Objective: Limited research has been conducted into the effect of load carriage on discomfort and injuries. This study aimed to determine the skeletal discomfort for part-time soldiers who completed a 1-hour field march carrying 24 kg. Methods: A postmarch comfort questionnaire was completed by 127 participants, with exercise withdrawals and postmarch injuries also recorded. Results: The foot was subjectively rated as the most uncomfortable skeletal region. Females reported hip discomfort to be significantly greater than males. The military experience of participants had no difference on the mean perceived comfort ratings of any of the measured regions. Finally, only one participant withdrew from the exercise, with no participants reporting a load carriage injury in the 2 to 3 days proceeding the exercise Conclusions: This study concludes that although a 1-hour period of load carriage causes noteworthy discomfort it is not sufficient to result in noncompletion of a military exercise or cause injury.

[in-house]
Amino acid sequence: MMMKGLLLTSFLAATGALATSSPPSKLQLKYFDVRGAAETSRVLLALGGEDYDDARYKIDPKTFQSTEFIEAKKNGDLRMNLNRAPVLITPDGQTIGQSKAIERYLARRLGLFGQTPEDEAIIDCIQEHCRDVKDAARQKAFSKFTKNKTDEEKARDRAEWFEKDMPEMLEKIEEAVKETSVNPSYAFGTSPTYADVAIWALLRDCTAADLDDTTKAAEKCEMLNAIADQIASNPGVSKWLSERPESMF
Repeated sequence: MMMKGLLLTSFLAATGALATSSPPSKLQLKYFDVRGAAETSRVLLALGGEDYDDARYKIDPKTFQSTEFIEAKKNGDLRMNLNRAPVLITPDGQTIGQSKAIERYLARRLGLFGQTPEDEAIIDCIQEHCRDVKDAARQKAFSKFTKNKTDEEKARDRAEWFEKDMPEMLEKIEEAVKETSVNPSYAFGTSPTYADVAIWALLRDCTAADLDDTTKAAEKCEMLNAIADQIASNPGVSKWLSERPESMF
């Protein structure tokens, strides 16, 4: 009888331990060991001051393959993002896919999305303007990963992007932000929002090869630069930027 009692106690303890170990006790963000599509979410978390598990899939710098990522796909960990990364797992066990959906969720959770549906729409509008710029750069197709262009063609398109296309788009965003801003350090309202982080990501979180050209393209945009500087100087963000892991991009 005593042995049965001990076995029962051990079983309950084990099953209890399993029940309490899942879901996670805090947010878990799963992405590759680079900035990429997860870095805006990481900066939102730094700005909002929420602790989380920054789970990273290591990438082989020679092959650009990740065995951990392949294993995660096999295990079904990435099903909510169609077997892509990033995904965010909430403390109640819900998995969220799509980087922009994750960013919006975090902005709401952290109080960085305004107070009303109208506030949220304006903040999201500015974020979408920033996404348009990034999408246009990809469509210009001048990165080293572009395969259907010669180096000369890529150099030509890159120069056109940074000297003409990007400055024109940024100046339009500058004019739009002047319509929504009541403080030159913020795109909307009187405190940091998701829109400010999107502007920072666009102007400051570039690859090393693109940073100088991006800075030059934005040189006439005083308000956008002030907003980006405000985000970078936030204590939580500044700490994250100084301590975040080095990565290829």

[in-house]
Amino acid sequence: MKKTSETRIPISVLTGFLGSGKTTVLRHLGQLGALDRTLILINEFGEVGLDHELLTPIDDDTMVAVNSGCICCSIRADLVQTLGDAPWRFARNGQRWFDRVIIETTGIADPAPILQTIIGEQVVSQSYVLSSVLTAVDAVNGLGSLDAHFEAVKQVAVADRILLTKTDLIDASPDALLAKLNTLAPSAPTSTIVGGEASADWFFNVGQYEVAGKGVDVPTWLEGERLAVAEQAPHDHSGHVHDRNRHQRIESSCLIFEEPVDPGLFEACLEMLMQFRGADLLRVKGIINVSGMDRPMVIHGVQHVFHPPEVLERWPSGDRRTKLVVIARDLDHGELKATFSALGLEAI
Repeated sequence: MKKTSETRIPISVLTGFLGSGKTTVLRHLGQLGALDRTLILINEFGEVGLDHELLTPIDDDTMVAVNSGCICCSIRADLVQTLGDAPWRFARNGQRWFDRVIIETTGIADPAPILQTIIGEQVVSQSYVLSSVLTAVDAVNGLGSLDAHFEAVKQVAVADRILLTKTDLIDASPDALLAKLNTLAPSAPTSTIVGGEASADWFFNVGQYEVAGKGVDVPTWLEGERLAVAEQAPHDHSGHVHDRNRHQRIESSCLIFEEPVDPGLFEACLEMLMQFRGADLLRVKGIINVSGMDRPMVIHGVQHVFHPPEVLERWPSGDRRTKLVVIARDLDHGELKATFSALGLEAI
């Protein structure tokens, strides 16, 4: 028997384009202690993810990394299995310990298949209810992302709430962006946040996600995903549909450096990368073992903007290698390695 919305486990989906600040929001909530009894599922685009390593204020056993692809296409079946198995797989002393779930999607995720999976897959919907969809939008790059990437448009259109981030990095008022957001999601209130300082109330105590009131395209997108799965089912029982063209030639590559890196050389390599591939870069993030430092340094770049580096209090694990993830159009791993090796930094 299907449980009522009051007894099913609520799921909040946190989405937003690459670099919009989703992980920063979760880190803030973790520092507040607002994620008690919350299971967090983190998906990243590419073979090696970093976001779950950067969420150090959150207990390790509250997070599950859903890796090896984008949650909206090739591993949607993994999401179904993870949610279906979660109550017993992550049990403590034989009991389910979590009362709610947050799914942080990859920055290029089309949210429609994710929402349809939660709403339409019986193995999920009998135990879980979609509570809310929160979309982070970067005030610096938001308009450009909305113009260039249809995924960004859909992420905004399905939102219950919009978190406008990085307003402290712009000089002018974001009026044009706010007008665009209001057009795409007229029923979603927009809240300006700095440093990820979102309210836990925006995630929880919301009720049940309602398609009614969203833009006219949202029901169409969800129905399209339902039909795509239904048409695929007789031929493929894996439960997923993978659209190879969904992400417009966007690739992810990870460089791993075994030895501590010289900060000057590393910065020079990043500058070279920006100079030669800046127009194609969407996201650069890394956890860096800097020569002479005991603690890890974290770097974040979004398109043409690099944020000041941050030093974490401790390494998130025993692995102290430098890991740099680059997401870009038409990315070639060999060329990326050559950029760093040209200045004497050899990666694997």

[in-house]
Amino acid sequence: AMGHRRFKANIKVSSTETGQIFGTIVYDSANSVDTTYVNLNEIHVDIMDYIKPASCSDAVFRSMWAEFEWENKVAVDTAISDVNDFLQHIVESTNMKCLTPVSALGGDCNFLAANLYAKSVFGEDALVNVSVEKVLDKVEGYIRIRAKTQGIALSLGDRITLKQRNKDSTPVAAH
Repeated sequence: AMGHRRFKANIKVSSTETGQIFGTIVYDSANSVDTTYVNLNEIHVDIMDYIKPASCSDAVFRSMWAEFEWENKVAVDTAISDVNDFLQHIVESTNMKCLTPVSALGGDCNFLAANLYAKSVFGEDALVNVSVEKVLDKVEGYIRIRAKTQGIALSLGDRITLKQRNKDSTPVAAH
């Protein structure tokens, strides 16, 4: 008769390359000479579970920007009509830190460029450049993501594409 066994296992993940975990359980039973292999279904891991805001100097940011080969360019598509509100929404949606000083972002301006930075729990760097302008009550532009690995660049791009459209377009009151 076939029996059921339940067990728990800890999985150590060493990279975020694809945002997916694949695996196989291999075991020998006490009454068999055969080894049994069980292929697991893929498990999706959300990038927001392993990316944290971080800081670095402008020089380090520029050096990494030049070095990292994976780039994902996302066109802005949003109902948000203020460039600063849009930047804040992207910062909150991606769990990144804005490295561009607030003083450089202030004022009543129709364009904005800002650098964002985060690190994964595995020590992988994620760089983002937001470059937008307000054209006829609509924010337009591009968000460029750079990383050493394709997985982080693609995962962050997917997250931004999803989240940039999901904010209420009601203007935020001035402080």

Birrell, S. A., & Haslam, R. A. (2009). Subjective skeletal discomfort measured using a comfort questionnaire following a load carriage exercise. Military Medicine, 174(2), 177–182. https://doi.org/10.7205/MILMED-D-58-7308